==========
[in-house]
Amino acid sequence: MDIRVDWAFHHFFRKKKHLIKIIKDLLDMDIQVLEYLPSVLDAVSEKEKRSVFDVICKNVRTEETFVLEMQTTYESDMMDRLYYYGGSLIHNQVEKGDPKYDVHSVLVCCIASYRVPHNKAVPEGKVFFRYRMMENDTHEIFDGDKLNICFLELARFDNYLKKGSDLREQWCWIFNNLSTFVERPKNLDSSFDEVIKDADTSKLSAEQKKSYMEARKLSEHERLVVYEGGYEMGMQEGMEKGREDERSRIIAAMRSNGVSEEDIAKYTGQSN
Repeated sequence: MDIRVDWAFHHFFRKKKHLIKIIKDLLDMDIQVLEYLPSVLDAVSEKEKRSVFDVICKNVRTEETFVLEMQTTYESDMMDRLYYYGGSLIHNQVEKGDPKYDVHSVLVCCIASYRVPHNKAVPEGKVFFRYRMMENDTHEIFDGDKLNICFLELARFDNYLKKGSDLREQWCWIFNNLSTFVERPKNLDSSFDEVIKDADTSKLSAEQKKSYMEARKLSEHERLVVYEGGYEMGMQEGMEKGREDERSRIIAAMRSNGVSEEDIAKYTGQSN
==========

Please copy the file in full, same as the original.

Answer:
[in-house]
Amino acid sequence: MDIRVDWAFHHFFRKKKHLIKIIKDLLDMDIQVLEYLPSVLDAVSEKEKRSVFDVICKNVRTEETFVLEMQTTYESDMMDRLYYYGGSLIHNQVEKGDPKYDVHSVLVCCIASYRVPHNKAVPEGKVFFRYRMMENDTHEIFDGDKLNICFLELARFDNYLKKGSDLREQWCWIFNNLSTFVERPKNLDSSFDEVIKDADTSKLSAEQKKSYMEARKLSEHERLVVYEGGYEMGMQEGMEKGREDERSRIIAAMRSNGVSEEDIAKYTGQSN
Repeated sequence: MDIRVDWAFHHFFRKKKHLIKIIKDLLDMDIQVLEYLPSVLDAVSEKEKRSVFDVICKNVRTEETFVLEMQTTYESDMMDRLYYYGGSLIHNQVEKGDPKYDVHSVLVCCIASYRVPHNKAVPEGKVFFRYRMMENDTHEIFDGDKLNICFLELARFDNYLKKGSDLREQWCWIFNNLSTFVERPKNLDSSFDEVIKDADTSKLSAEQKKSYMEARKLSEHERLVVYEGGYEMGMQEGMEKGREDERSRIIAAMRSNGVSEEDIAKYTGQSN